The general look of the interface is a reflection of TEMPEST's reliance on the Triad model. The screen is divided into three overlappable windows, one for each "vertex" of the triad. Figure 1 shows a typical interface of TEMPEST in action: (a) a "location" window displaying a spatial representation (typically a map), (b) an "object" window which lists not only spatial objects like lakes, thunderstorm cells, and power lines, but also temporal objects like events and conditions, and (c) a "time" window giving graphical information about the temporal component of the data. The most innovative graphical devices, by necessity, are found in the time window. To facilitate understanding of the temporal analysis capabilities of TEMPEST, the tools developed for time-based queries are purposely analogous to those built for the more familiar location- or attribute-based queries. Such features as a magnifying tool for multi-(temporal-)scale queries and an area box tool for temporal searches are borrowed and adapted from traditional GIS tools and operators. The integrative approach of the TEMPEST data model requires that the time-based queries be interdependent with the location- and attribute-based queries, a need recognized by Langran (1993) and Worboys (1994). A typology of these interrelationships was presented in Peuquet and Qian (1996). The location window, thus, is an interactive and dynamic spatial representation with varying detail for varying scale, flexible symbolization schemes, and a dynamic legend. The object window displays a dynamic hierarchical "tree" of objects, customizable based upon such parameters as location, duration, and size. All of the components of the interface, like the components of the Triad model, are cooperative and interdependent.

A fundamental design consideration for any application, GUI or otherwise is, of course, the intended audience : the user. The TEMPEST GIS is designed for not only "public" applications such as the presentataion and communication of multidimensional information, but also "private" applications like the cognitive, abstract formulation of hypotheses through interactive and individual exploration and visualization (MacEachren, 1994). Its ability to facilitate exploration of spatial and temporal data and the formation of hypotheses during and after that exploration is a priority in the interface design (Monmonier, 1990; MacDougall, 1992). Thus, prime consideration was given to the flexibility and customization of the system through the interface such that such exploratory (especially temporal) queries might be straightforward.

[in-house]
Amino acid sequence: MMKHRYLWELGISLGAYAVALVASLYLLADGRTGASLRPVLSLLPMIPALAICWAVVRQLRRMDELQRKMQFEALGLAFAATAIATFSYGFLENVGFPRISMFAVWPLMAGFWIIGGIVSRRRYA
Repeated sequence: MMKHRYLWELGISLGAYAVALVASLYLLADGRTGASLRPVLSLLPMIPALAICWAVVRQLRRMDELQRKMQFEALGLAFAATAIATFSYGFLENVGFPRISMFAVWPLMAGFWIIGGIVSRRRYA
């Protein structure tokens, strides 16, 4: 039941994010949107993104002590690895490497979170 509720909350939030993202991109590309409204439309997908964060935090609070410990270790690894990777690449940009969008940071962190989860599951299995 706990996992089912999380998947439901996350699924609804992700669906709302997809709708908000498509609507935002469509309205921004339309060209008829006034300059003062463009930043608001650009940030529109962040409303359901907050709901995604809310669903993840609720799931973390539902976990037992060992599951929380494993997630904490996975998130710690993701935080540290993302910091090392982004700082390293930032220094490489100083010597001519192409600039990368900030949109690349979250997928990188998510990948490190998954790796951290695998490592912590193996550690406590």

Figure 1. The general TEMPEST interface, showing the three basic display windows (clockwise from top), location, object, and display, overlaid on top of the main tool and menu window

To this end, a conceptual distinction has been made between linear and cyclical views of time. The linear view, more familiar to humans in our everyday experience, is that time marches inexorably forward and that changes occur steadily (like aging) or suddenly (like an earthquake) , as observed. The cyclical view, on the other hand, relates directly to conceptually perceived or anticipated temporal patterns (like diurnal wildlife activity). This distinction is manifested in the GUI in the temporal querying tool, a graphical representation of time which can alternate between a "time line" and a "time wheel" at the user's request. The line representation (Fig. 2a) is effective when querying observed raw data, with no presumption or imposition of temporal rhythms or patterns. For example, a query about the gradual change of an undisturbed meadow to old-growth forest land over many decades would likely be linear and continuous (e.g., "from 1950 to 1990, what land cover changes did this acre undergo?"), and best represented graphically by a time line. The wheel representation (Fig. 2b), on the other hand, is useful when querying spatiotemporal data which may have a known or anticipated cyclical nature. The user may specify the period of the cycle represented and choose to query only those dates which correspond to a specified duration within the cycle. For example, suppose a researcher is interested in the variation of rainfall each monsoon season over several years. She would customize her query time wheel to a yearly period and then select those months (or weeks or days) of interest to limit her investigation. This flexibility of investigative methods encourages creative exploration of the databases for the formulation of new hypotheses as well as the proof of existing ones.



Figure 2. The TEMPEST temporal query tool: (a) the time line representation: a user selects a continuous temporal region for query, (b) the time wheel representation: a user selects units of time relative to a preconceived temporal cycle.